Action on Postpartum Psychosis
Action on Postpartum Psychosis (APP) is the UK charity for women and families affected by postpartum psychosis. Each year, one to two in every thousand new mums will develop hallucinations, delusions, mania, depression and unusual behaviour within days of childbirth, often out of the blue. Postpartum psychosis (PP) is a severe and frightening postnatal illness and can have a devastating impact, not only on the woman affected, but also on their partner and wider family.
APP is a collaboration between women and families with personal experience, academic researchers and expert health professionals. We aim to reduce maternal deaths caused by PP, decrease isolation and improve recovery outcomes. APP provides peer support and specialist information. We raise awareness, challenge stigma, train health professionals, campaign for improved services, and conduct research to better understand PP.
How does your organisation contribute to preventing suicide and supporting those affected by it?
Suicide is the leading cause of death to mothers in the 12 months following birth. Prior to 2011 when our charity began, postpartum psychosis (PP) was responsible for 43% percent of postnatal suicides. As APP has grown, PP-related maternal deaths have dramatically decreased, thanks to increased awareness of PP, improved services and support – although overall maternal suicides have continued to increase. Early evidence suggests that, in the post-pandemic period, deaths due to PP are again on the increase. For each of these statistics, a newborn loses a mother and a family sustains an unimaginable loss, when the fact is, postpartum psychosis is a treatable illness and full recovery is possible. PP must be managed as a medical emergency for the safety of both mother and baby.
APP contributes to preventing suicide by raising awareness of PP amongst the general public; raising awareness amongst health professionals and antenatal educators; and campaigning for better services. Our media volunteers raise awareness by sharing their stories in local and national media, and through supporting creative projects such as films, plays and tv series to ensure portrayals of PP are accurate. We use our social media to share information on the signs and symptoms of PP, and how to get help. Through lived experience talks and workforce training we have reached 13,500 health professionals since 2014. 95% of health professionals say they would change their practice after attending our training days. We campaign for improved services, focusing especially on access to Mother and Baby Units. APP run an award-winning peer support and information service for women and families affected by PP.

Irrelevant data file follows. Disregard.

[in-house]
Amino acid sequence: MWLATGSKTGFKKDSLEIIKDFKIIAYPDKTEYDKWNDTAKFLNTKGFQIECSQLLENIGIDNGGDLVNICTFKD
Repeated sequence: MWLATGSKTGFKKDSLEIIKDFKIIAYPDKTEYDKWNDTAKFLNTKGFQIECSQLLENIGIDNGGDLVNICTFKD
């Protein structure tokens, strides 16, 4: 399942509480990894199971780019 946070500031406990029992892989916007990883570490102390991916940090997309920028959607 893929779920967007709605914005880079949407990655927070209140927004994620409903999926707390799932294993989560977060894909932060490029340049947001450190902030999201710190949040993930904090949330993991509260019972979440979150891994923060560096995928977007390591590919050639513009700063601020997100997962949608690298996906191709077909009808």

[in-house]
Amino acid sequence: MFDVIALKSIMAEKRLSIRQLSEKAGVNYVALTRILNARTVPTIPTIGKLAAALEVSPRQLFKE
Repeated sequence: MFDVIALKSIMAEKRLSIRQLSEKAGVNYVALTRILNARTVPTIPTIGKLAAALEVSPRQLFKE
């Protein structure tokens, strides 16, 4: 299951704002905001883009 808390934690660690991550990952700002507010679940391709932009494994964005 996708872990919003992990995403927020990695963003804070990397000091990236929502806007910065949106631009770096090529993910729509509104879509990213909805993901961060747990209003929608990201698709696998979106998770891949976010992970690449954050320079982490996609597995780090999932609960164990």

APP supports families where a mother has died due to PP. The support we provide is individual to each family and includes providing information about PP, peer support and signposting to support and services.
What are your current priorities?
We are running a campaign to raise awareness of the need to provide information about postpartum psychosis (PP) in the antenatal period: You can see the campaign here.
We are planning a free webinar for all frontline professionals (GPs, midwives, health visitors, antenatal educators) to raise awareness of PP and essential knowledge for preventing maternal suicide. The seminar will be an annual event and is funded by one of our bereaved volunteers. Find out more here.
We are developing bereavement peer support to add to our peer support offering. We are training our first peer support volunteer to help us set up a support and signposting service. We are looking for additional training in bereavement support for the APP staff team, who are involved in an increased number of contacts from bereaved families.
What challenges are you currently facing?
Early evidence suggests that deaths due to postpartum psychosis (PP) are again on the increase in the post-pandemic period, following a decade of decreasing PP related deaths.